Making the play, p.1

Making the Play, page 1

 

Making the Play
 



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Making the Play


  Dedication

  For the man who makes me smile and reminds me that there are always second chances. I love you.

  Contents

  Dedication

  Chapter One

  Chapter Two

  Chapter Three

  Chapter Four

  Chapter Five

  Chapter Six

  Chapter Seven

  Chapter Eight

  Chapter Nine

  Chapter Ten

  Chapter Eleven

  Chapter Twelve

  Chapter Thirteen

  Chapter Fourteen

  Chapter Fifteen

  Chapter Sixteen

  Chapter Seventeen

  Chapter Eighteen

  Chapter Nineteen

  Chapter Twenty

  Chapter Twenty-One

  Chapter Twenty-Two

  Chapter Twenty-Three

  Chapter Twenty-Four

  Chapter Twenty-Five

  Chapter Twenty-Six

  Acknowledgments

  An Excerpt from This Earl is on Fire by Vivienne Lorret

  An Excerpt from Torch by Karen Erickson

  An Excerpt from Hero of Mine by Codi Gary

  About the Author

  Also by T. J. Kline

  Copyright

  About the Publisher

  Chapter One

  BETHANY MILLS WANTED to give in to the normally angelic cherub face in front of her that was now scrunched in anger. “Because we aren’t playing football at recess today. I already explained that to you.”

  Like most six-­year-­olds, her son, James, was prone to throw temper tantrums when he didn’t get his way. Unlike other kids his age, James would refuse to say anything verbally. Instead, his fingers flew in a blur of American Sign Language, letting her know just how angry he was at her explanation. Although he was perfectly capable of speaking, thanks to the cochlear implants her ex-­husband’s medical insurance had provided before James’ first birthday, Bethany’s son continued to fall back on signing when he was angry. She understood it was due to the fact that he stuttered and had a hard time pronouncing his words when he was emotional, but she was trying to teach him to continue to use both. Life wasn’t easy and, in spite of what many saw as a disability, she couldn’t allow her son to take the path of least resistance. It was a painful truth she’d been forced to face early on when her husband ran out on both of them twelve months after James’ diagnosis at two months old, just before serving her with divorce papers.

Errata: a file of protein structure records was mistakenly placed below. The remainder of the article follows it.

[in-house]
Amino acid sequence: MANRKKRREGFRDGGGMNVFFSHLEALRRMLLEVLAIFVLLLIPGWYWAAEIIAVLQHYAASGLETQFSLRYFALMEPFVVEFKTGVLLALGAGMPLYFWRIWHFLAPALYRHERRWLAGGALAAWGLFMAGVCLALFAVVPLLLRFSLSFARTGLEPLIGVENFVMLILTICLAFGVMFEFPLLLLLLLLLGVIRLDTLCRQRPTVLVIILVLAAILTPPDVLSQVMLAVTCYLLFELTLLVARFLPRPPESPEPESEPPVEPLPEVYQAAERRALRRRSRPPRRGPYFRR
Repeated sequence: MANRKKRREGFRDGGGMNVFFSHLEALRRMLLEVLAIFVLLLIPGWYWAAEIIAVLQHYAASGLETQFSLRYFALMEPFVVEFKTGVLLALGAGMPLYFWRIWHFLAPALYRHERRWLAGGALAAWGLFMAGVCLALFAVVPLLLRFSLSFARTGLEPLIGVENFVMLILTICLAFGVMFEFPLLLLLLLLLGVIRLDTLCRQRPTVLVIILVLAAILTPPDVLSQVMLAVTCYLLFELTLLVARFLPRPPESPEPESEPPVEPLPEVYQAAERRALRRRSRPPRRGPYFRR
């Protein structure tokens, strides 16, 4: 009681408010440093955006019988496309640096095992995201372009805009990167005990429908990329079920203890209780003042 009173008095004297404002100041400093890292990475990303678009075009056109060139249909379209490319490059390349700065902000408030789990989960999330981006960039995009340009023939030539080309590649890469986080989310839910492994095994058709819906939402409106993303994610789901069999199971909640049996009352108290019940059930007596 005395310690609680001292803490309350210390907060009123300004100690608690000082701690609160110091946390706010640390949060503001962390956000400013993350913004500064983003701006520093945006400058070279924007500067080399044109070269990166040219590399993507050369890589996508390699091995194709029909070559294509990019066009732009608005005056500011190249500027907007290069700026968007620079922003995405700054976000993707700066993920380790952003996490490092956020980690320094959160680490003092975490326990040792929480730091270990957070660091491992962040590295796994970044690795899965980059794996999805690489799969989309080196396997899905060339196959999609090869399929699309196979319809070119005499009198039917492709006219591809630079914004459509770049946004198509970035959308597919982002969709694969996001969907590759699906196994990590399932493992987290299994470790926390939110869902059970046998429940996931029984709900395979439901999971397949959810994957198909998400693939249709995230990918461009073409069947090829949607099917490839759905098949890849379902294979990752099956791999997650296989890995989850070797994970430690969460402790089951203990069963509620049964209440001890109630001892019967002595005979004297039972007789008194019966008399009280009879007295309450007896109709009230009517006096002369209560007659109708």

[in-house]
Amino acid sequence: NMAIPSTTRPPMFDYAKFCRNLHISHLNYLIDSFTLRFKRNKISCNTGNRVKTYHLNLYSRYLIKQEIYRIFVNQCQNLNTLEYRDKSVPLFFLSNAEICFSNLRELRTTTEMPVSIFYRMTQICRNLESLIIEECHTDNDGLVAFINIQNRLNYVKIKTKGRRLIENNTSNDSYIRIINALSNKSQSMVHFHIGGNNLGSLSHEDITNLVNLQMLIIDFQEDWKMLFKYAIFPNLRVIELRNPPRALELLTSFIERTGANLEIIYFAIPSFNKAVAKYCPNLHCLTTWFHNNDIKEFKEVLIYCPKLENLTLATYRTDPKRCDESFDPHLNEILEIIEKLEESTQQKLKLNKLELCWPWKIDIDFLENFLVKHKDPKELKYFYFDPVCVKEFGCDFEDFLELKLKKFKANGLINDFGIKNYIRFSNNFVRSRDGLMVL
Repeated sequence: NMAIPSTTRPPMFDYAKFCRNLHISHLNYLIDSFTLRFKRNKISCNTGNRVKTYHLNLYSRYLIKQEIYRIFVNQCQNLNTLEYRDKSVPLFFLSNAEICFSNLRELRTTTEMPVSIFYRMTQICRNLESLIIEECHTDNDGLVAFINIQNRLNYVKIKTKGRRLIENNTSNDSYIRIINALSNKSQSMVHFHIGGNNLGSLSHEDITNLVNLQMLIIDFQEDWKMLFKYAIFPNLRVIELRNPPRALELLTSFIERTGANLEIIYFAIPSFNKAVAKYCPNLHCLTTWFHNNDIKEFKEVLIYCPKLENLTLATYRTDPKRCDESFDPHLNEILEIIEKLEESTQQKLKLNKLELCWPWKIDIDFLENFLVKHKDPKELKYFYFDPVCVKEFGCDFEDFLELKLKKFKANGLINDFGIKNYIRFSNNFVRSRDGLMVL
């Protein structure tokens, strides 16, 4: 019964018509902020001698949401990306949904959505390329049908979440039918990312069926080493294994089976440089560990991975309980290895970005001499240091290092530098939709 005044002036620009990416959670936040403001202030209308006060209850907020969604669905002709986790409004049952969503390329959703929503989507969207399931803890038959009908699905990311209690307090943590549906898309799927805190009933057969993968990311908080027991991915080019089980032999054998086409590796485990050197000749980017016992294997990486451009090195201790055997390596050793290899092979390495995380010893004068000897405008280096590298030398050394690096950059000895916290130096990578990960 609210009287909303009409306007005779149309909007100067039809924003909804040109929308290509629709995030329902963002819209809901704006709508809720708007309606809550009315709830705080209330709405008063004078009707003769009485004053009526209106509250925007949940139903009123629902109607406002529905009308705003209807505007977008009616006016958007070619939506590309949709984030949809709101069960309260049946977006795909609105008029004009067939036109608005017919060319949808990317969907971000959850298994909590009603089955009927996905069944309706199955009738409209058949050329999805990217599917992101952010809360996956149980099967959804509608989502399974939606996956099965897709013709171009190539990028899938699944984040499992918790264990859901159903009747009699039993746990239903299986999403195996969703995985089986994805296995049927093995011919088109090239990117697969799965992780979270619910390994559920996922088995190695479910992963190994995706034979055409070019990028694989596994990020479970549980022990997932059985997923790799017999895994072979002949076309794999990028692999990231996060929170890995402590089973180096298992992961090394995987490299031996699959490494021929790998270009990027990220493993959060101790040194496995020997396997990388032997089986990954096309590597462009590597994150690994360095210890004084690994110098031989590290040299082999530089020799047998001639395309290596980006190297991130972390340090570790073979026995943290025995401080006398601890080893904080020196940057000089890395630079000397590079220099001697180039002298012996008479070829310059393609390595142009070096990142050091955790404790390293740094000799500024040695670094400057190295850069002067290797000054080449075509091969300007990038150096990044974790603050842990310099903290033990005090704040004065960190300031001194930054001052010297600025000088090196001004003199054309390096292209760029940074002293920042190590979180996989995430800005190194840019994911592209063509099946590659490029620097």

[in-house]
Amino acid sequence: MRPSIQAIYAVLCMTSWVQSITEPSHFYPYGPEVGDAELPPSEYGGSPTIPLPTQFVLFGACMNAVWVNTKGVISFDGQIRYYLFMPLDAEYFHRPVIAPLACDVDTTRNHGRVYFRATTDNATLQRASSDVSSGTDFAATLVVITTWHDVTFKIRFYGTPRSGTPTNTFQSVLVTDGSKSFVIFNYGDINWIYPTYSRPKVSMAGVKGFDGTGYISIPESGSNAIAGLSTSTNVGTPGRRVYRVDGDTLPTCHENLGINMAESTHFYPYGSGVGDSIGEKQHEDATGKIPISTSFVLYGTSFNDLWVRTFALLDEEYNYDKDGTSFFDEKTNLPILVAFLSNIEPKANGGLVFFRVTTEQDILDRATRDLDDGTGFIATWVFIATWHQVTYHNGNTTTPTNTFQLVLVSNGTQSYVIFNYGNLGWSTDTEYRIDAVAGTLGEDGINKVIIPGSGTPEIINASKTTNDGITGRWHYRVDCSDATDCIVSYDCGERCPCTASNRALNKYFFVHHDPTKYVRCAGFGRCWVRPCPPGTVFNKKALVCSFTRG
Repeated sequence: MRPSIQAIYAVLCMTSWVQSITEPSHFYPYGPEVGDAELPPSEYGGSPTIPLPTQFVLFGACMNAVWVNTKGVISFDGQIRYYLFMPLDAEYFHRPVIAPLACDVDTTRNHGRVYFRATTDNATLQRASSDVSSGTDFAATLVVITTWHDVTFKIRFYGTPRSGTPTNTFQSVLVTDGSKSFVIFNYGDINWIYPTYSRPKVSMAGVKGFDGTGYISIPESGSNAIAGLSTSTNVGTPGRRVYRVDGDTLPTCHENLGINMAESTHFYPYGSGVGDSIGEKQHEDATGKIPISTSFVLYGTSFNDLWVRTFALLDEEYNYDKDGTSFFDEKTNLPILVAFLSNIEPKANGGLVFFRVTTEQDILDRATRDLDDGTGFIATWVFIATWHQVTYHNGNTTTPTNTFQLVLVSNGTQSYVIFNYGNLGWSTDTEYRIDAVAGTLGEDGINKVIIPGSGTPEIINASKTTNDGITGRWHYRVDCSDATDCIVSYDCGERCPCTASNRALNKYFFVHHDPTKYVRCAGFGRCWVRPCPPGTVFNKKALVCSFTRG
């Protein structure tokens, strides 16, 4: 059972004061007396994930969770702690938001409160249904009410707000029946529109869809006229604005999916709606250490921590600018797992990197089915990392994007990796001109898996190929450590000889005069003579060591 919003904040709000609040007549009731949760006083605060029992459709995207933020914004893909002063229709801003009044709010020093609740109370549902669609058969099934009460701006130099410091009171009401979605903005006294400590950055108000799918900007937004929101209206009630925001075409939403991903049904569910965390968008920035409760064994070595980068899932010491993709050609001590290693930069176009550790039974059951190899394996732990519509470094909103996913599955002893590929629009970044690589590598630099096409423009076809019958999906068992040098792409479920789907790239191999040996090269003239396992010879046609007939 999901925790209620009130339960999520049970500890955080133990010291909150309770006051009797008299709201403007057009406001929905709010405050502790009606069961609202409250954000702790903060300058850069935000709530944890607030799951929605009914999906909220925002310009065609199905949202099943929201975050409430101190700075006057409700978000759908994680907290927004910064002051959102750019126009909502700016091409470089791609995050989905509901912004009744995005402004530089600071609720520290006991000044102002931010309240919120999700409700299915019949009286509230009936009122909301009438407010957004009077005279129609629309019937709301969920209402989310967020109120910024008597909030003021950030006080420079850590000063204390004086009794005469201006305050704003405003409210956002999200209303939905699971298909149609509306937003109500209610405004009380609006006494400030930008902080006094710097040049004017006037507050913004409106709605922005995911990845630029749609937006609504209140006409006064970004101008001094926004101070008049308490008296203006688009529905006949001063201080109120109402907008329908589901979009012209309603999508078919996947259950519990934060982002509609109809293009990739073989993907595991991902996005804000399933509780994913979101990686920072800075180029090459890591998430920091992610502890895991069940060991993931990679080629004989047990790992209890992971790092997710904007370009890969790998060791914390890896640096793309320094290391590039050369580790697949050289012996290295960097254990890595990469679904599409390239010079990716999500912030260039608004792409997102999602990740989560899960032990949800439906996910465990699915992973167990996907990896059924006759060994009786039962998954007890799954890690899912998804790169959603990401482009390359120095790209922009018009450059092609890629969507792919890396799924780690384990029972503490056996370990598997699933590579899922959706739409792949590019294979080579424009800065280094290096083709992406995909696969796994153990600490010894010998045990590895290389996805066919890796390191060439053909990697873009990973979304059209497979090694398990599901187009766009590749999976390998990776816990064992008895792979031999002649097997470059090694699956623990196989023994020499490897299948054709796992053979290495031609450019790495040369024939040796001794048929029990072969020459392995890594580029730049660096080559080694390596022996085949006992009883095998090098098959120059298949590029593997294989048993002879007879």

Life as a single mother was hard enough. Life as a single mother at twenty to a child with a disability and no child support would have been impossible if not for her parents’ stepping in and allowing her to move back in until she could finish college and earn her teaching degree.

  “Not today, James,” she reiterated. “The other kids are playing T-­ball. You should go ask if you can play too.”

  She watched as her son pursed his lips and balled his fists before stomping across the playground to pout near the swings. Bethany sighed loudly, knowing this was something every child went through, that every parent went through, but wondering if it would ever get easier. She couldn’t give in to James’ demand but she couldn’t stand the thought of her son being angry at her all day either. Not to mention, it would only cause trouble when they returned to the classroom after recess. There were definite drawbacks to being her son’s kindergarten teacher.

  She traced his steps to the swings, trying not to smile when she saw him turn his back on her as he continued to peek over his shoulder to see if she would come to him. Bethany squatted down beside him, her peasant skirt billowing around her, and waited for him to turn and face her.

  “James, if you go play ball with the other kids, we’ll go to the park after school today.” She signed as she spoke. His blue eyes sparkled at the thought but he paused.

  “Ice cream too?” This time he spoke and she let the smile curve her lips. The little stinker thought he was conning her.

  “Yes, I think we can get ice cream too, but only if you are able to read all your sight words for Ms. Julie.”

  At least, she prayed that’s what her teacher’s aide had planned for the kids today. Julie was indispensable in her classroom after lunch, when most of the kids were hyper beyond belief, and she hoped they weren’t going to have to change the lesson plans again today to accommodate the kids’ activity level. Bethany couldn’t help but wonder if her students’ parents were feeding their kids straight sugar for lunch.